COLUMBUS, Ohio -- Woody Hayes, the former Ohio State football coach whose hot temper nearly overshadowed one of the best coaching records in college football, died early today. He was 74.
Rick Bay, OSU's athletic director, said Hayes died at his home in Columbus of a heart attack sometime during the night. His wife discovered he was dead when she awoke at 6 a.m., Bay said.
Hayes, who won 12 Big Ten titles at Ohio State, was an admirer of Gen. George S. Patton and, like Patton, a punch thrown in anger helped torpedo his career.
For 28 years, Wayne Woodrow Hayes was Mr. Ohio State Football. He replaced Wes Fesler in 1951 and survived 28 stormy seasons in a job that had been considered 'a graveyard for coaches.'
However, on the night of Dec. 28, 1978, in the closing minutes of Ohio State's 17-15 loss to Clemson in the Gator Bowl, a frustrated Hayes slugged a Tiger player in front of the Buckeyes' bench.
The next morning, Hayes was relieved of his duties by Athletic Director Hugh Hindman -- a former line coach under Hayes -- ending a colorful but controversial career.
Patton also came under a barrage of criticism for slapping a shell-shocked soldier in a hospital during World War II.
The Gator Bowl incident was only one of several in which Hayes was involved over the years, including confrontations with newsmen, cameramen and fans and the famous smashing of a down marker late in the 1971 Michigan game.
Hayes had suffered several heart attacks and strokes in the past 13 years.
Archie Griffin, who played for Hayes for four years and was the only player to win the Heisman Trophy twice, said, 'I loved the man. He meant everything to me. It hit me as if my father had passed away. He was a man who cared about people like nobody else did.'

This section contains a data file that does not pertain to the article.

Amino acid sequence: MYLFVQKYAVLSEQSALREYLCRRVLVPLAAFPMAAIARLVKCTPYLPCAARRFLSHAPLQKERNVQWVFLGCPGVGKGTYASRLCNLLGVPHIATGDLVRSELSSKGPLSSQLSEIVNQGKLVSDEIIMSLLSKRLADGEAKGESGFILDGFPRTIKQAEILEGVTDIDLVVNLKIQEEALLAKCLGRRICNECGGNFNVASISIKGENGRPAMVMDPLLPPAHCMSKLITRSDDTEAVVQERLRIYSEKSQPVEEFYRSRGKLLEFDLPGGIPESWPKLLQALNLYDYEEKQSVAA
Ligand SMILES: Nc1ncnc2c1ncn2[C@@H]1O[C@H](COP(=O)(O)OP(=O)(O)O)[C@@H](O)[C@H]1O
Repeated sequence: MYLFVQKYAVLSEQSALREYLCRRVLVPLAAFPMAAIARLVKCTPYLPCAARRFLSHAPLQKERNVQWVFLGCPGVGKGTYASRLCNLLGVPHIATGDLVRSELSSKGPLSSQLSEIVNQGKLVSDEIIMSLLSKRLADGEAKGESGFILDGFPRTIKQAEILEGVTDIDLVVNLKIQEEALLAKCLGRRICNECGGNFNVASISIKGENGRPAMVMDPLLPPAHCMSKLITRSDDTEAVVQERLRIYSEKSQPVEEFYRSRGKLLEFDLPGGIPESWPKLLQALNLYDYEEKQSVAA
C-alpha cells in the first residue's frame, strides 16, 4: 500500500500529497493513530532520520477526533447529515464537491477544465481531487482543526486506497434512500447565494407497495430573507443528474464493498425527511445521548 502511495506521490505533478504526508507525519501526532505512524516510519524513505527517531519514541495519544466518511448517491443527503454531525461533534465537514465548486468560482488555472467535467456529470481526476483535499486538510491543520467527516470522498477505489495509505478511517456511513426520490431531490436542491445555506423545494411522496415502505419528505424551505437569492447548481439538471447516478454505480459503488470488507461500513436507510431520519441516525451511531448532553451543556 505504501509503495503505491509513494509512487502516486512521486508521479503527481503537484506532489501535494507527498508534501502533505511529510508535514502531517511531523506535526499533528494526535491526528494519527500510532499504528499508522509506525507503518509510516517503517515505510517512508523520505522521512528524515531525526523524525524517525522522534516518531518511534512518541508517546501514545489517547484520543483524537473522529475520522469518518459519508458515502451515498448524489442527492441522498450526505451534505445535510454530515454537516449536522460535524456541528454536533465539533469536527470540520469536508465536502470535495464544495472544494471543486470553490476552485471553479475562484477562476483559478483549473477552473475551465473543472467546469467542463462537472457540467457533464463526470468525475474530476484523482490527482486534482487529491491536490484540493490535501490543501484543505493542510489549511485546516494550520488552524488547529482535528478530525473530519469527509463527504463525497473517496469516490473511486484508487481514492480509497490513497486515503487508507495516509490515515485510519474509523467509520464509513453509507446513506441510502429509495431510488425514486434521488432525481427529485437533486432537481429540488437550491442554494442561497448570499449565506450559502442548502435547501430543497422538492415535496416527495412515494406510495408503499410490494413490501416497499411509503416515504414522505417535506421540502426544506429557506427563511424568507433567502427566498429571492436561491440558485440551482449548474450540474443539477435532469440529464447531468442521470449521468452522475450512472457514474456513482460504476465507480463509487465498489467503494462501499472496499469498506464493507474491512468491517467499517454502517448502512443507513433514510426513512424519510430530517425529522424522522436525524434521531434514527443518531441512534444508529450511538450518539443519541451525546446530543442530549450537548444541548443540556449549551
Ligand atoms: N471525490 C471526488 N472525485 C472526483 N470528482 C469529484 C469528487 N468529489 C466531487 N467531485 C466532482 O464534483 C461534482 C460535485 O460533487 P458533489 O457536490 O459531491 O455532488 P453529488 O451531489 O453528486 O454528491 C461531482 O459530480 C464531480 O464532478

Former Ohio Gov. James Rhodes also was saddened.
'He was a magnificent human being,' Rhodes said. 'He dedicated his whole life to young people. He will go down in sports history as one of the greatest coaches of all time.'
Hayes won seven outright Big Ten championships and shared five titles in running up a 205-61-10 record.
Hayes, a historian, spent much of his time in recent years traveling the country making speeches and working on his fourth book in what he called his 'third career.'
'I figure every man has three careers during his life,' Hayes said. 'My first was being in the Navy, then came coaching and now I'm giving speeches and writing books.'
Hayes, a diabetic, suffered a heart attack in June 1974 but by the time football season rolled around in September, he was back on the sidelines.
A tireless worker, Hayes' daily schedule usually ran from early morning until late night, seven days a week. He often said of opposing coaches, 'They may outthink me, but they won't outwork me.'
Hayes underwent gall bladder surgery in May 1981 and less than two weeks later had to have a second operation to remove a surgical sponge left inside him.
Hayes took the second operation in stride, telling the doctor: 'I don't know how a doctor could make a mistake. I coached for 40 years and never made one.'
After his dismissal as coach, Hayes refused to attend an Ohio State game for two years, fearing he would draw attention from his successor, Earle Bruce, also a former assistant and good friend.
He made his first visit 'home' to Ohio Stadium for the Sept. 12, 1981, opener against Duke, sitting in a private room in the press box.
Although he stayed away from the game and said he did not miss the actual coaching, Hayes did keep in touch with his former players, with whom he lunched frequently.
'I had enough of that,' he said of coaching. 'I don't miss that at all and I've always been able to adjust. I still get to see a lot of kids. My door is always open.'
A staunch Republican, Hayes was a friend of many national political figures, including Presidents Richard Nixon and Gerald Ford, a former football captain at the University of Michigan, Ohio State's bitter enemy.